Iverson said that, while no team has bothered to call and ask, in all of their time spent together, hundreds of hand- and computer-timed 40-yard dashes and 100-meter sprints, he has never seen Eric slip below the timed equivalent of a 4.3 second 40-yard dash. At Georgia’s pro day this year, he ran a 4.25.
“We’ve had some fast kids, but, he’s … lightyears ahead,” Iverson said. “We always feel like speed is speed. If you’re fast on a track, you’re fast on a football field. The difference with Eric is that he’s so competitive. Eric has a Dr. Jekyll and Mr. Hyde personality. Off the football field, he’s the warmest and sweetest kid. When it’s competition time, I don’t even recognize him.”
When it comes to the 2021 class’s cornerback hierarchy, Stokes’s name is rarely mentioned, despite the fairly obvious pitch. As the NFL continues to find ways to put fast offensive weapons in space, why wouldn’t teams look a little closer at the draft’s fastest corner? Despite having spent just five years at the position, Stokes’s technique has refined to match his athletic skill, separating him from prospects who may look more like an Al Davis fever dream with immense bust potential. He picked off four passes in nine games in the shortened 2020 season. According to Sports Info Solutions, Stokes allowed an opposing quarterback completion rate of 38% in 2020. In the SEC. Against receivers like DeVonta Smith, Jaylen Waddle and Ja'Marr Chase, each of whom might come off the board before him. Teams throwing against him in 2020 experienced a negative expected points added rating of -16, higher than that of Alabama’s Patrick Surtain II. He was taking away more than half a point per target.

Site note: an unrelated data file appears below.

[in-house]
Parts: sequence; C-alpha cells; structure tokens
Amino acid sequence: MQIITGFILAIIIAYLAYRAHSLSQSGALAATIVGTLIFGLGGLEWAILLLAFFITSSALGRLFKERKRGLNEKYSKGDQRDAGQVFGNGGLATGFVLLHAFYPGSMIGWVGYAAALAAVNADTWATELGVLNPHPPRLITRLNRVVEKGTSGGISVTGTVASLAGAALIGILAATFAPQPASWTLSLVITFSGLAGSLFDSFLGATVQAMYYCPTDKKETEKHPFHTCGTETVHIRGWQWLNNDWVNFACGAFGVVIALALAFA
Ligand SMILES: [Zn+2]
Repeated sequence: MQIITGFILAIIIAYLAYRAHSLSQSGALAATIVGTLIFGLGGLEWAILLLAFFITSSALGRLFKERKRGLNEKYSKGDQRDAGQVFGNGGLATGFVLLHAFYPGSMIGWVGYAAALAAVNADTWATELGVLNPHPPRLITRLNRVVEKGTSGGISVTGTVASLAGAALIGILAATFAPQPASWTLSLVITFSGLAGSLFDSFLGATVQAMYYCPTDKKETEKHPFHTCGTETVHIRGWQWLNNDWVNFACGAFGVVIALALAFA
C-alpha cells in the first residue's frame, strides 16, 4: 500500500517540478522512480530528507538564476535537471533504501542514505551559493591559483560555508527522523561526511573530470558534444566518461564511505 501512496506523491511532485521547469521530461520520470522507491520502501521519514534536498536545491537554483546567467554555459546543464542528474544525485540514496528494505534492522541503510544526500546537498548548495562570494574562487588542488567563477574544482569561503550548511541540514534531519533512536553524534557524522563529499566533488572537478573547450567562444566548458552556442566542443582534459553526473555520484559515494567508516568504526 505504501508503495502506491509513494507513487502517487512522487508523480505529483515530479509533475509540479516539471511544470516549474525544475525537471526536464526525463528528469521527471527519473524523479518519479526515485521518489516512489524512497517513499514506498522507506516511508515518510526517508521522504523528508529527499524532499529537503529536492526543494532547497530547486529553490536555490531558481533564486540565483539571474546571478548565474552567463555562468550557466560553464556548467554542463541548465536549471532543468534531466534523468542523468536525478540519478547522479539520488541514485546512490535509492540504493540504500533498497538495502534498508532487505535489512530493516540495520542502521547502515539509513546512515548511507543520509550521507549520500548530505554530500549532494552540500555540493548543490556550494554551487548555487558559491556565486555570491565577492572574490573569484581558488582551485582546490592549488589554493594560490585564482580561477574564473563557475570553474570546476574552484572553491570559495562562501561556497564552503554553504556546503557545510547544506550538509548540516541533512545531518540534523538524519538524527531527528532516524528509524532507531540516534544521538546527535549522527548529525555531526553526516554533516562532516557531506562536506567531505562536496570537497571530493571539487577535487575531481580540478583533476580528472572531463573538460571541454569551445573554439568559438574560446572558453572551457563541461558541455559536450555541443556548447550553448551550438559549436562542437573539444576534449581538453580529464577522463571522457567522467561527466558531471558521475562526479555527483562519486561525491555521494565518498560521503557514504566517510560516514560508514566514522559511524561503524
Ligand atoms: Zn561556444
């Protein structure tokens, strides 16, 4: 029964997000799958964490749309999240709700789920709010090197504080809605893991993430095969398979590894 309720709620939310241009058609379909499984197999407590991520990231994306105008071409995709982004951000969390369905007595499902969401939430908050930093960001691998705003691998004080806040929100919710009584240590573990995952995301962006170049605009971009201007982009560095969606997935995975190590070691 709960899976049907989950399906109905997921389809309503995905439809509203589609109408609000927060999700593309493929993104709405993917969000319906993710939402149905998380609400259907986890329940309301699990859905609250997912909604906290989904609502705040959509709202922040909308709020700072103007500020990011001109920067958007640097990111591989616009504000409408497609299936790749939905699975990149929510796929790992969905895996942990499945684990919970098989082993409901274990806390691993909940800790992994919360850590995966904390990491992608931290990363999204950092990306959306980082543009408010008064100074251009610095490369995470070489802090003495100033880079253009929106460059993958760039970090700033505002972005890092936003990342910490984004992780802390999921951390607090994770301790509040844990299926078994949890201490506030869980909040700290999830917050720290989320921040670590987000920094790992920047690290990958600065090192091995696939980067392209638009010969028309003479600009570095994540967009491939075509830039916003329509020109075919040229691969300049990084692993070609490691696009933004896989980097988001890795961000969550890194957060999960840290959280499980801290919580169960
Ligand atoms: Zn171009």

Over the last few weeks, according to a league source, his meeting schedule has ballooned. Stokes has had at least a third (but often a fourth or fifth) Zoom meeting with a dozen teams. There is a belief among teams that he will not drop any lower than the mid-30s.
“The film speaks for itself,” Stokes said. “Every year, historically, I’ve faced supposedly the best historical offense each year. In 2018, Alabama. Jerry Jeudy, Henry Ruggs, that was a nasty offense and I believe I did my thing. In 2019, [LSU]. Joe Burrow, Ja'Marr Chase, Justin Jefferson. I did my thing again.
“This year, I did decent against DeVonta Smith, Jaylen Waddle. I played my best against some of the best.”